The Interceptor is the type of bike that looks smokin  hot even when it s sitting still.
The Interceptor is the type of bike that looks smokin' hot even when it's sitting still.

The Interceptor possesses aggressive lines with attractively wedged bodywork and an angular windscreen that works sufficiently at freeway speeds. A single-sided swingarm and dual under-seat exhaust contribute to the VFR's high-end sophisticated presence. What the Honda VFR Interceptor offers is a machine with the performance and good looks of a sportbike, combined with more practical ergonomics for weekend jaunts. Naturally, the whole package is graced with Honda's phenomenal dependability and stellar fit and finish. Available in one color; a classy, striking Metallic Silver.

After my day of hooky, roosting around the back roads of Ojai, I headed back home, getting into town as stragglers were frantically trying to get their tax returns post-marked before 5 p.m. Unlike the traditional rush, this year for me, April 15th, had delivered one of those wonderful days of pointless wandering a motorcycle inspires. I wonder if I could write the VFR Interceptor off next year as therapy for well-being?

2008 VFR Interceptor ABS MSRP $11,799 (standard $10,799) 

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Comments
jgself   October 29, 2013 05:09 AM
Late to the discussion here, but I had an 06 VFR with ABS...bought it used in 06 from a guy who couldn't ride it anymore and it had 1980 miles on it. I really loved it, but in a rash moment, I decided to get something lighter and more youthful for town, so I ended up selling it and getting an 07 Monster S2R1000. I always regretted that. The Monster was great for in town, but awful for commuting on LA Freeways to leave town...no wind protection, didn't suck up the highway like the VFR, less range. Eventually, I sold the Monster because neither was riding around on LA streets all that fun (with crazy distracted drivers) nor was hoping on a crowded freeway with it. After a couple years of not having a bike, I got the bug again, and last week, I found an 07 with ABS with only 1300 miles on it...same story...guy wasn't riding it. Long story short, it should be on its way next week and I can't believe to have found a 5 year old bike with such few miles. These are great bikes...super reliable, smooth power, great for trips, and very refined and interesting compared to some of the other Japanese bikes. This one is staying.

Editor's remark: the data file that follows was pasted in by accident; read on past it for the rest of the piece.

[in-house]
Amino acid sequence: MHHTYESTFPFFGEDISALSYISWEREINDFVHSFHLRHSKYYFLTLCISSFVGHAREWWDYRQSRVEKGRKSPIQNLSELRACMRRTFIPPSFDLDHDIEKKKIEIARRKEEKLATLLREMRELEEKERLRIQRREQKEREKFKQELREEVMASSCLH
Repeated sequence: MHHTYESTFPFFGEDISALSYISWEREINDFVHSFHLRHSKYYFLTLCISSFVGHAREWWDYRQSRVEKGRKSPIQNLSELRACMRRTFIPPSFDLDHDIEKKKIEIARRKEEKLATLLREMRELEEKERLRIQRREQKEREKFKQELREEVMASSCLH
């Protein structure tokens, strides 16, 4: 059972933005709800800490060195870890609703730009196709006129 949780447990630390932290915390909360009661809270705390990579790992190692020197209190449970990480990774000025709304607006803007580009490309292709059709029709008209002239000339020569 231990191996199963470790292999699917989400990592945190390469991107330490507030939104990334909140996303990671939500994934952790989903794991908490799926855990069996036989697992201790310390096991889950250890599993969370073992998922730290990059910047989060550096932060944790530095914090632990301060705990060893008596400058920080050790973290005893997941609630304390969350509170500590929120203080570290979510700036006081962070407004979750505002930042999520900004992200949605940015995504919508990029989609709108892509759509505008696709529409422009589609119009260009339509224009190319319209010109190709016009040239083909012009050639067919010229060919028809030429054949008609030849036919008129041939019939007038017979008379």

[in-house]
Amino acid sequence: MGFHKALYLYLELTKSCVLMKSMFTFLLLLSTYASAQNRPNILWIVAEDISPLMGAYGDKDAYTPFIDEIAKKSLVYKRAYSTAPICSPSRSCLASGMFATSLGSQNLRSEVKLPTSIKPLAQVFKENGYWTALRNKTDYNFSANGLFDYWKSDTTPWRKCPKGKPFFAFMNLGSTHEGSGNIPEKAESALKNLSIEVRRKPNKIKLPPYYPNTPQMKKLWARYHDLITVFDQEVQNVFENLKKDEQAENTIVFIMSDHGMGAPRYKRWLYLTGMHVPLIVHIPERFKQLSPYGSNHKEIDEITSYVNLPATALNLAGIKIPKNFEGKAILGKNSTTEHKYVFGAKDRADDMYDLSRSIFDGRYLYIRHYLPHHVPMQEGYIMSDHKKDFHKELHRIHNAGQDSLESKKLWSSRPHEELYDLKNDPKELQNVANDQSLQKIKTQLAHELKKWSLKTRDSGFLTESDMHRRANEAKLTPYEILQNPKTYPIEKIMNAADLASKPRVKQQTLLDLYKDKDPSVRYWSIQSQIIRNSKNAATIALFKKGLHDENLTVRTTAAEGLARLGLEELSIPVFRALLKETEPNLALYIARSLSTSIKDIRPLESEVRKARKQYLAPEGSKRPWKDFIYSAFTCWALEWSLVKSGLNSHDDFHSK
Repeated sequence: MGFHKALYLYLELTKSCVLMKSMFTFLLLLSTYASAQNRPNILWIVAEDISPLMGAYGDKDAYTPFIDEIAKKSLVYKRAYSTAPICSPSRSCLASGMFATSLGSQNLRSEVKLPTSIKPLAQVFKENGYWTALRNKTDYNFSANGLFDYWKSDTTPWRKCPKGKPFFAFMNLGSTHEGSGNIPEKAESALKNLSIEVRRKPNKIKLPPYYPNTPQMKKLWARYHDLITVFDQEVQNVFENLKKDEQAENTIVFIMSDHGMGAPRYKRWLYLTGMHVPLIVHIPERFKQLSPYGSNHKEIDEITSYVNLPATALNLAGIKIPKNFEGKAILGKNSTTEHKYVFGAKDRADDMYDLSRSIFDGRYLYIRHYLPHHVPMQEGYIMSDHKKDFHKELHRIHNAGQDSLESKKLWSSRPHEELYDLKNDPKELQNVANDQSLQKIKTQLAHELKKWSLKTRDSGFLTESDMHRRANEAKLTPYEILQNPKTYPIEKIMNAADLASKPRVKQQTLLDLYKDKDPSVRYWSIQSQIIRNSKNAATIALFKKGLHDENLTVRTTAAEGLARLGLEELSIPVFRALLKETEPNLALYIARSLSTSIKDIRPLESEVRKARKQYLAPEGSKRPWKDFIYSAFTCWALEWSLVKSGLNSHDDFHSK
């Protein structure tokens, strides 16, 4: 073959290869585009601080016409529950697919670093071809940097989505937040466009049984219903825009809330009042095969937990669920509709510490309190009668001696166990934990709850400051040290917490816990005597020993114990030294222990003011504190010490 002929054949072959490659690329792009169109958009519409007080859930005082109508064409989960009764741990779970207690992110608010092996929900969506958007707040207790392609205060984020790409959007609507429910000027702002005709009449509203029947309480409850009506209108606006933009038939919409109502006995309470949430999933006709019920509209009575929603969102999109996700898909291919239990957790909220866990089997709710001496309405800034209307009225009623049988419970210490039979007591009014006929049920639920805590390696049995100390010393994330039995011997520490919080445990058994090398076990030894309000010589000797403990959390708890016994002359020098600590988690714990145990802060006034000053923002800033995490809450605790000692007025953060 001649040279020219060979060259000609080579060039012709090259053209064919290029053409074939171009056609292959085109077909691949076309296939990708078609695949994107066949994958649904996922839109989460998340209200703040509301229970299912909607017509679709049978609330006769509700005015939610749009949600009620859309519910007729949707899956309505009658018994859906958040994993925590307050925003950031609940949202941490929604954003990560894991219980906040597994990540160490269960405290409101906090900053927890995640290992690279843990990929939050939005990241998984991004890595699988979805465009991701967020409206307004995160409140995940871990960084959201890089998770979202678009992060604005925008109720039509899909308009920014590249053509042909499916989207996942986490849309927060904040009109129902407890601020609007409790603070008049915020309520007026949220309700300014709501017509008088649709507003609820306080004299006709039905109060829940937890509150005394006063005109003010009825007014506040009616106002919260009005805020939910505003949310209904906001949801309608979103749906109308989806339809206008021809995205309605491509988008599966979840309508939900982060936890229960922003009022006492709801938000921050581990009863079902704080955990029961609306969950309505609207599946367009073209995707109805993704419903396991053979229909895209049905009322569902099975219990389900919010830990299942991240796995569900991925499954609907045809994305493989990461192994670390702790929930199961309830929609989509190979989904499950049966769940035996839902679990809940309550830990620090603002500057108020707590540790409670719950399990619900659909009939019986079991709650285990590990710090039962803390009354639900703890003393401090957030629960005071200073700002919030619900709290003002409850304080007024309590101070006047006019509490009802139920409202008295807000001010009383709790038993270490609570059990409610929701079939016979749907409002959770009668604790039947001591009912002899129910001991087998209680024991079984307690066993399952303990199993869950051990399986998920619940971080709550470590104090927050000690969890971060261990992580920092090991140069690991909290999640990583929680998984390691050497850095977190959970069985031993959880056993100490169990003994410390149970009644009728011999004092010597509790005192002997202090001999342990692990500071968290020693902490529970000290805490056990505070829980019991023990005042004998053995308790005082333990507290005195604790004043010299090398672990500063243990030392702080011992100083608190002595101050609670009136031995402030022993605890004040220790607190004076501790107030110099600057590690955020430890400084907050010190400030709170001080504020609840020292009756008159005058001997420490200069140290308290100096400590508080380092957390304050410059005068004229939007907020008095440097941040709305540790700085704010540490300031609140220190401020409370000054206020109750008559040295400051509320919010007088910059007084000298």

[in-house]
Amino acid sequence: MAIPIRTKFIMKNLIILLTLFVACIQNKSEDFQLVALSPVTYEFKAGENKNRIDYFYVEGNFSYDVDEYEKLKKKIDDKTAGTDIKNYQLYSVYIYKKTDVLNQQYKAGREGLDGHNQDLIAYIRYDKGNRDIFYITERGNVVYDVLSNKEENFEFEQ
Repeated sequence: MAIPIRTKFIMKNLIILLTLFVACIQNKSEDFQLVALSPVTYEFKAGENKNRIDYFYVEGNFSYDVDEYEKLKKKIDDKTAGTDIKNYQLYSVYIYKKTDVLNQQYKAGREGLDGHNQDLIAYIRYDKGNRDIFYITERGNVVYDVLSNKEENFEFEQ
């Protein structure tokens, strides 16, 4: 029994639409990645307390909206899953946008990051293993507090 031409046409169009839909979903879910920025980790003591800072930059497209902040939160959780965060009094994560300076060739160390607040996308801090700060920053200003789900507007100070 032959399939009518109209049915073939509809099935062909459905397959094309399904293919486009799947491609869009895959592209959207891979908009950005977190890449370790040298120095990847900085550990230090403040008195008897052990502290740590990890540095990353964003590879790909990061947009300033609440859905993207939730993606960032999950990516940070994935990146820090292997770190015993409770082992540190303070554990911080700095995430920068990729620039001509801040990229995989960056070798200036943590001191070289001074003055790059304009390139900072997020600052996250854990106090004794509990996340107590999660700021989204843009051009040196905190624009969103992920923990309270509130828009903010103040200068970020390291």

Joe - DFW Tx -2008 VFR800  September 5, 2010 04:00 PM
there are several 07,08,09 interceptors around the dallas-fort worth and surrounding area. They are new, but never sold, going for $8-$10K. I'm planning to test a slightly used one, and purchase a new one if I like it as I expect too. Seems like a sport bike that is more versitile than other sports. Thanks, Joe.
Jon -Interceptor  May 30, 2010 08:30 AM
I have owned bike for 40+ years, started VFRs with a 90 red-white wheels (best looking bike I've owned)-bought unseen, put 40k on it before I thought I was too old. Then had Honda cruiser for 1yr and fell twice, traded in for new 98 800FI. Am now rebuilding chassis after 56k of traveling- all new bearings etc. up. Have done 1k in day on it and I'm in my 60s. The VFRs are absolutely great all-around bikes if you just want to ride (maybe a little fast).
steve -interceptor  May 19, 2010 09:35 AM
after being without a bike for three years i bought a second hand vfr 03 and was immediately captured, really comfortable riding position great neutral handling and plenty power for us mere mortals. only thing i dislike is when the v tec operates mid corner which it has on a few occassions, a little unsettling when it happens but overall a great real world live with every day bike.
John O'Leary -@ Michael - Interceptor  May 14, 2010 11:13 AM
It's a sad day when you leave a bike in a garage for a year and don't use it because you hate the thing. Ever considered a test drive on the VFR before splashing out? Personally speaking, serves you right. You dug your hole, now sit in it.